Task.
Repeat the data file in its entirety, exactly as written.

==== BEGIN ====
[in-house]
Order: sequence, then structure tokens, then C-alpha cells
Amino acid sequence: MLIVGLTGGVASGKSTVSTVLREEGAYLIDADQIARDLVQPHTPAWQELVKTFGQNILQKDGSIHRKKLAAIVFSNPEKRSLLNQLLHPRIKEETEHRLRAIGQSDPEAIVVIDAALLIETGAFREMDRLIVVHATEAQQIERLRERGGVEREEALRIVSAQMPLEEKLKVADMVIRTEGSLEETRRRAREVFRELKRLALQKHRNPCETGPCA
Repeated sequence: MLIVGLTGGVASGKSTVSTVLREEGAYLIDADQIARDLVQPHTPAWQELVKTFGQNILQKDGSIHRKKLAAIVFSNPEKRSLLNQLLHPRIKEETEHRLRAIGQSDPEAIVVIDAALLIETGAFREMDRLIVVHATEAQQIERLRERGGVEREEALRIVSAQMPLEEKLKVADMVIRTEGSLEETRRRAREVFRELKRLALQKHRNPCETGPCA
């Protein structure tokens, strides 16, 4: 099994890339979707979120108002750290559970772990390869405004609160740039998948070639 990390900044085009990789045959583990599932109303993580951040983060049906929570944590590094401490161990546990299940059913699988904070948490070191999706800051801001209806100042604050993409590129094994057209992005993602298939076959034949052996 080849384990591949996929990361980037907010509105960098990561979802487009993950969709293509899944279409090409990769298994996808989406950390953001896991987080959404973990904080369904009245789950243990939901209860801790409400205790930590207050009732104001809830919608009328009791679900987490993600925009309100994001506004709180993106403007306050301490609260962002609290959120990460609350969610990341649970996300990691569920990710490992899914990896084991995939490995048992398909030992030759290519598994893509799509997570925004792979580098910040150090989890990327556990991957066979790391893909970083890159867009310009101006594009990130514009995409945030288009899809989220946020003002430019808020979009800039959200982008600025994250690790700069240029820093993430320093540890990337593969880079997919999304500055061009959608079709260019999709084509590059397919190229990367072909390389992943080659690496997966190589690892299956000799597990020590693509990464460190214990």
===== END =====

[in-house]
Order: sequence, then structure tokens, then C-alpha cells
Amino acid sequence: MLIVGLTGGVASGKSTVSTVLREEGAYLIDADQIARDLVQPHTPAWQELVKTFGQNILQKDGSIHRKKLAAIVFSNPEKRSLLNQLLHPRIKEETEHRLRAIGQSDPEAIVVIDAALLIETGAFREMDRLIVVHATEAQQIERLRERGGVEREEALRIVSAQMPLEEKLKVADMVIRTEGSLEETRRRAREVFRELKRLALQKHRNPCETGPCA
Repeated sequence: MLIVGLTGGVASGKSTVSTVLREEGAYLIDADQIARDLVQPHTPAWQELVKTFGQNILQKDGSIHRKKLAAIVFSNPEKRSLLNQLLHPRIKEETEHRLRAIGQSDPEAIVVIDAALLIETGAFREMDRLIVVHATEAQQIERLRERGGVEREEALRIVSAQMPLEEKLKVADMVIRTEGSLEETRRRAREVFRELKRLALQKHRNPCETGPCA
């Protein structure tokens, strides 16, 4: 099994890339979707979120108002750290559970772990390869405004609160740039998948070639 990390900044085009990789045959583990599932109303993580951040983060049906929570944590590094401490161990546990299940059913699988904070948490070191999706800051801001209806100042604050993409590129094994057209992005993602298939076959034949052996 080849384990591949996929990361980037907010509105960098990561979802487009993950969709293509899944279409090409990769298994996808989406950390953001896991987080959404973990904080369904009245789950243990939901209860801790409400205790930590207050009732104001809830919608009328009791679900987490993600925009309100994001506004709180993106403007306050301490609260962002609290959120990460609350969610990341649970996300990691569920990710490992899914990896084991995939490995048992398909030992030759290519598994893509799509997570925004792979580098910040150090989890990327556990991957066979790391893909970083890159867009310009101006594009990130514009995409945030288009899809989220946020003002430019808020979009800039959200982008600025994250690790700069240029820093993430320093540890990337593969880079997919999304500055061009959608079709260019999709084509590059397919190229990367072909390389992943080659690496997966190589690892299956000799597990020590693509990464460190214990």